SOUTH AFRICA UPDATE

by Africa Resource Center
Oakland, California, United States
Undated, late sping 1981?
2 pages
Type: Brochure
Coverage in Africa: Namibia, South Africa, Zimbabwe
Coverage outside Africa: United States, Europe
Language: English
Contents:

CALIFORNIA BANKS LENDING TO SOUTH AFRICA • SOUTH AFRICAN WOMEN'S DAY • RESOURCES • The brochure says 1980 was a turbulent year in South Africa; it witnessed successful guerilla actions against strategic government targets, a burgeoning black union movement, increasing SWAPO successes in Namibia, revolutionary change in Zimbabwe, and year-long student boycotts throughout the nation. Government responded by banning outdoor gatherings and meetings of more than 10 people. Blacks made gains on the labor front and the African National Congress (ANC) sabotaged the government's SASOL plant (a coal liquefaction plant to make synthetic fuel for energy-vulnerable South Africa). South African law forbids blacks from living in 87% of the country designated for whites only. Over 3 ½ million have been forced to move to black reservations, called 'homelands', to make room for whites; blacks must have a pass to live and work in these white areas. Anglican Bishop Desmond Tutu, General Secretary of the South African Council of Churches, is an outspoken opponent of apartheid. In March 1980, his passport was revoked in retaliation for urging the Danish government to stop buying South African coal. It was finally returned in January 1981, whereupon he accepted invitations for a five-week speaking tour in Europe and the US. Due to the 1976 Soweto riots, recently successful ANC actions, and continuing student and labor unrest, South Africa initiated a plan for extensive security arrangements with local businesses, including U.S. firms. Phillips Corporation, a Netherlands based multi-national, is now selling musical door chimes to South Africa, in addition to the military hardware it provides the South African police and army. The brochure says SOUTH AFRICAN WOMEN'S DAY, August 9, salutes the resistance of women throughout South Africa when the pass law was extended to African women. On August 9, 1956, 20,000 women of all races assembled in Pretoria; processions were banned, so the women walked to the government building in 'threes,' after which they stood in complete silence for 30 minutes and then sang freedom songs. The mailing mentions protesting apartheid education, pass law arrests, the black townships of Nyanga and Langa, squatter camps, bulldozed the land, draconian labor laws, Prime Minister P.W. Botha, poverty, malnutrition, Colin Eglin of the Progressive Federal Party (PFP), General Motors (GM), Rev. Leon Sullivan, codes of conduct for U.S. firms, the Sullivan Principles, Bank of America, Chartered Bank of London, Crocker, French Bank, First Interstate Bank, Security Pacific, Sumitomo, Wells Fargo, and the United Women's Organization of South Africa.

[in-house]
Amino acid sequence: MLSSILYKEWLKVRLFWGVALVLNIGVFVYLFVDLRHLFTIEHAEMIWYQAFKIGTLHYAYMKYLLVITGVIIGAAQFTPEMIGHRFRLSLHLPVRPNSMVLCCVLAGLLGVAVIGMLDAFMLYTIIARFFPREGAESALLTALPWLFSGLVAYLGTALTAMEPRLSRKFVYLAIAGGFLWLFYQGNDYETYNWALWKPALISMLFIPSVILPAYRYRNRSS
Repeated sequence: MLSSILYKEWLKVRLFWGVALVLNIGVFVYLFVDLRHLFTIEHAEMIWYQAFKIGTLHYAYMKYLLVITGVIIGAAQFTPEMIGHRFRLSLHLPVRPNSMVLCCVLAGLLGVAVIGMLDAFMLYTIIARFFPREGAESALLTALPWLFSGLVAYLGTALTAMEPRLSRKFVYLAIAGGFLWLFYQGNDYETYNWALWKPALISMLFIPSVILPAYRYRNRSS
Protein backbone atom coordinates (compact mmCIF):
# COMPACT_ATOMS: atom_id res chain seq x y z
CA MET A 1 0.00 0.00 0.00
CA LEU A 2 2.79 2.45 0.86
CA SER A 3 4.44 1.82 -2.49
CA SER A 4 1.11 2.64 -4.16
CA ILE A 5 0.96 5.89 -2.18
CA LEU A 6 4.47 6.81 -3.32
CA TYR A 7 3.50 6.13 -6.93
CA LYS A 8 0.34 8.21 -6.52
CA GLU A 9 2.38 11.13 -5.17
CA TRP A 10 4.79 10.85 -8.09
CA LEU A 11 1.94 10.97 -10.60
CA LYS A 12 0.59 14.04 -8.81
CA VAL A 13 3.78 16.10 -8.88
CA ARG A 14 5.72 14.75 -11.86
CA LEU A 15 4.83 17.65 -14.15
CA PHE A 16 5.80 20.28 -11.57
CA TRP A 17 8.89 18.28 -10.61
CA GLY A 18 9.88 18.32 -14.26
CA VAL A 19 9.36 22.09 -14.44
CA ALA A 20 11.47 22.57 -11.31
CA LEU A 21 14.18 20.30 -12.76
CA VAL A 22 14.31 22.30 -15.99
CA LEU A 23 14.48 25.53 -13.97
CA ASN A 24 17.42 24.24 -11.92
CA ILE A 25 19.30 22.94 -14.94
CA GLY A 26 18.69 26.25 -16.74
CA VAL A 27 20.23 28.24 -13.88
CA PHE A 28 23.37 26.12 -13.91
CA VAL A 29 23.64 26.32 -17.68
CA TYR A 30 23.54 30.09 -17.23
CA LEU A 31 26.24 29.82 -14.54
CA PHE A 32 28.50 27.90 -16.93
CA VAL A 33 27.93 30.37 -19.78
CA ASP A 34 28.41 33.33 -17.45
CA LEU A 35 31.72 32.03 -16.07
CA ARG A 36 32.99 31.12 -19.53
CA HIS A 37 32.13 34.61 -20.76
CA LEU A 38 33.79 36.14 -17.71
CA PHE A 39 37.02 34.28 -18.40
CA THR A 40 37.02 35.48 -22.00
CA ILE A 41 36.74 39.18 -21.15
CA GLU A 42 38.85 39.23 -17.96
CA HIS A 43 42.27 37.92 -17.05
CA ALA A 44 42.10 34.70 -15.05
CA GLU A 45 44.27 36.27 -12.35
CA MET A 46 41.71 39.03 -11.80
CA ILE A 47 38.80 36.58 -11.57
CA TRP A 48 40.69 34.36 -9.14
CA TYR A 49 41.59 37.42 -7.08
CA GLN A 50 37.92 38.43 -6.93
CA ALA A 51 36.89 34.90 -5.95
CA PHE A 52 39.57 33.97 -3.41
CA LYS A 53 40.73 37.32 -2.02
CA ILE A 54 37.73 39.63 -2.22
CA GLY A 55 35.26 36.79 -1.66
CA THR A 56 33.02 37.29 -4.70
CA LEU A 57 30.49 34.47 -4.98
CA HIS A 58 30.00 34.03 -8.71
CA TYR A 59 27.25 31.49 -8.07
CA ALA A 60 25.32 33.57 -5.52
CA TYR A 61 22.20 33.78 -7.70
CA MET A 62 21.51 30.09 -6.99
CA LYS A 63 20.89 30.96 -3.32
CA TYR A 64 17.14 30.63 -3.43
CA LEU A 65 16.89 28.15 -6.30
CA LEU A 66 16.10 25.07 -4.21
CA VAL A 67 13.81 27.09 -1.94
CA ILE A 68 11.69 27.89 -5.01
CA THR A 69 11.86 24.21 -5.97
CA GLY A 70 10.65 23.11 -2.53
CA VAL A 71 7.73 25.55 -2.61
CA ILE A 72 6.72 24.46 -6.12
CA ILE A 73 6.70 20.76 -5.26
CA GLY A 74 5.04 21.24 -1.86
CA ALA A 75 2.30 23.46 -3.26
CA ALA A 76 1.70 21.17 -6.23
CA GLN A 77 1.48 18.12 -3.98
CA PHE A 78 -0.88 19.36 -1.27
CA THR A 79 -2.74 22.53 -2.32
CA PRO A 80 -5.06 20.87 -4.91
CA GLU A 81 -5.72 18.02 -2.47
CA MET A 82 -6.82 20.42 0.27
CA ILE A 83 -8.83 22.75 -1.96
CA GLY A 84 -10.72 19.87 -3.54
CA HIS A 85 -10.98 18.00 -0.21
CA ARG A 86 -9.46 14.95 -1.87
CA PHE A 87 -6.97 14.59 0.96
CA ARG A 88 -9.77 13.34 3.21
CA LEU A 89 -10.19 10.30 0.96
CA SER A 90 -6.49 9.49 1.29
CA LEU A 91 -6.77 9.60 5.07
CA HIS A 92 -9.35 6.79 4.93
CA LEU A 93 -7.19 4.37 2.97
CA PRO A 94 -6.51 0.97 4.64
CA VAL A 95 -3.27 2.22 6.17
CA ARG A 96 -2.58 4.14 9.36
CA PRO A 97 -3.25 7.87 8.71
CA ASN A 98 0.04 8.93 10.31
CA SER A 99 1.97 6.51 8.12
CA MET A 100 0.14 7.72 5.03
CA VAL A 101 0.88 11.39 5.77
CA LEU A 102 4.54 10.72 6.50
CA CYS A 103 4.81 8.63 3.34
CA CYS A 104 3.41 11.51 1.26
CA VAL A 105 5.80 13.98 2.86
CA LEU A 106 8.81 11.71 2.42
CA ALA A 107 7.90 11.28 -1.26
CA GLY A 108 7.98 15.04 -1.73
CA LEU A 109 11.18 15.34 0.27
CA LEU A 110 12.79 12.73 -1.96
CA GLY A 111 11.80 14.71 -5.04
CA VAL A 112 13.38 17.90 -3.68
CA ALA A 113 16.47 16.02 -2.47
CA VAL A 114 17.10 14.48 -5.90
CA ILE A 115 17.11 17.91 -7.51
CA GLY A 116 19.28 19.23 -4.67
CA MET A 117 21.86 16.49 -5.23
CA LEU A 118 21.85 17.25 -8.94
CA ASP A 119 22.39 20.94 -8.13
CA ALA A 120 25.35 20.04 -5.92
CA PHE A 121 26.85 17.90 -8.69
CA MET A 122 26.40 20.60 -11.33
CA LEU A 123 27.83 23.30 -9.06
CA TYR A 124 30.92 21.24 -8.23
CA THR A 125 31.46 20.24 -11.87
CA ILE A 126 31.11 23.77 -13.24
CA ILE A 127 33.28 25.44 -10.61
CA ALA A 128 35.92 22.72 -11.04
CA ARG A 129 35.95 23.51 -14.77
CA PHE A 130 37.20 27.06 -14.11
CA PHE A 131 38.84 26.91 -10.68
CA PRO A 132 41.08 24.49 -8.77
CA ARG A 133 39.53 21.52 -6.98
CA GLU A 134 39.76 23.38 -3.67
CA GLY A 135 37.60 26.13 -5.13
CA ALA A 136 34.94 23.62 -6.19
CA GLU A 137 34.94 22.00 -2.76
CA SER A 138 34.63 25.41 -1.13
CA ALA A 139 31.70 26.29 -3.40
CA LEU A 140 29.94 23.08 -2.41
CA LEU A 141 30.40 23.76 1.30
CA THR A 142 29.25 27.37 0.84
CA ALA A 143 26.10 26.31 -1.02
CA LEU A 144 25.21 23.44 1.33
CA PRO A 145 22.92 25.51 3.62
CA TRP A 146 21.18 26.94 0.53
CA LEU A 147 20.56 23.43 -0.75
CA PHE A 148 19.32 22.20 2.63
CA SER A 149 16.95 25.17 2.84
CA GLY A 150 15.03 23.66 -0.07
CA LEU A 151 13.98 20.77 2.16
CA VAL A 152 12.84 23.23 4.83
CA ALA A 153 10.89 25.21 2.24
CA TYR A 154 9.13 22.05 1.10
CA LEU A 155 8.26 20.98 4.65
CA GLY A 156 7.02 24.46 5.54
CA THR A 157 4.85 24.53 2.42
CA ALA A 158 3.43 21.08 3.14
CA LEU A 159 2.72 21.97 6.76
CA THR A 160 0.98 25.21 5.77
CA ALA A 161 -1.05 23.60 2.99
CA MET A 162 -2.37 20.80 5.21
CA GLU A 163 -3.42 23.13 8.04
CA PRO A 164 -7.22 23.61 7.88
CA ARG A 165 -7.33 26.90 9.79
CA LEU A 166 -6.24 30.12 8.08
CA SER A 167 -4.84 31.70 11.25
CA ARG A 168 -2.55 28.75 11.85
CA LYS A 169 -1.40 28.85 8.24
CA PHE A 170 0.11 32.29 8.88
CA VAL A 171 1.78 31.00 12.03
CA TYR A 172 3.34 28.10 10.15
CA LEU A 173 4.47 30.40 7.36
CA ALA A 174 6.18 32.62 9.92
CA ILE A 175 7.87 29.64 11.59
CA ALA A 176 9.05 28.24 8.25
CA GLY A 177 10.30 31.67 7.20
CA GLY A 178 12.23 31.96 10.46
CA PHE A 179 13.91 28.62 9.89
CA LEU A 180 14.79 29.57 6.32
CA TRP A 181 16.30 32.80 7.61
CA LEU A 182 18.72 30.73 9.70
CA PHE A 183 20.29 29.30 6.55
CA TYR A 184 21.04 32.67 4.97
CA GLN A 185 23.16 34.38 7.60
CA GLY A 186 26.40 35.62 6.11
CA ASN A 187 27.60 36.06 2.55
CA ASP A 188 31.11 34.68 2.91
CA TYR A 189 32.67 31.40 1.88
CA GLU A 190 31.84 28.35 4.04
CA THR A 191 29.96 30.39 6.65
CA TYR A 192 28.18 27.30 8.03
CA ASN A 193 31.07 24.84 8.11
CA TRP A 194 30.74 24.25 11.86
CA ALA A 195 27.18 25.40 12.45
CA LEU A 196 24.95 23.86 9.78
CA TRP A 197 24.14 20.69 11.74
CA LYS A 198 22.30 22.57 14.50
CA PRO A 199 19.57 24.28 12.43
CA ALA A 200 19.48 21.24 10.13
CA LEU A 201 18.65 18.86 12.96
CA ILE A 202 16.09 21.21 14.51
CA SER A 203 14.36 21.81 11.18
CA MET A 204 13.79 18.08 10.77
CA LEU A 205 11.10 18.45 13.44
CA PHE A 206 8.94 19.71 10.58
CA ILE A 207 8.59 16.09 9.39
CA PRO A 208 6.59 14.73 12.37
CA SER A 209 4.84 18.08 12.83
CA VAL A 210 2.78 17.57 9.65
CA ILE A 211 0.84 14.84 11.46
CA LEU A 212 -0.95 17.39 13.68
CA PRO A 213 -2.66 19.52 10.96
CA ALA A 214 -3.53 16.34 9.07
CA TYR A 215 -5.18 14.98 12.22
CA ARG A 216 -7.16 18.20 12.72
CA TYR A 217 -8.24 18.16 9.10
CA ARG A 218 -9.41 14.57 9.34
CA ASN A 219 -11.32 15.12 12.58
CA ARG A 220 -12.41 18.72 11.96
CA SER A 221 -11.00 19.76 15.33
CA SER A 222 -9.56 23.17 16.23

Used by permission of Milton Clarke and Walter Turner, former members of the Africa Resource Center.
Collection: Miloanne Hecathorn papers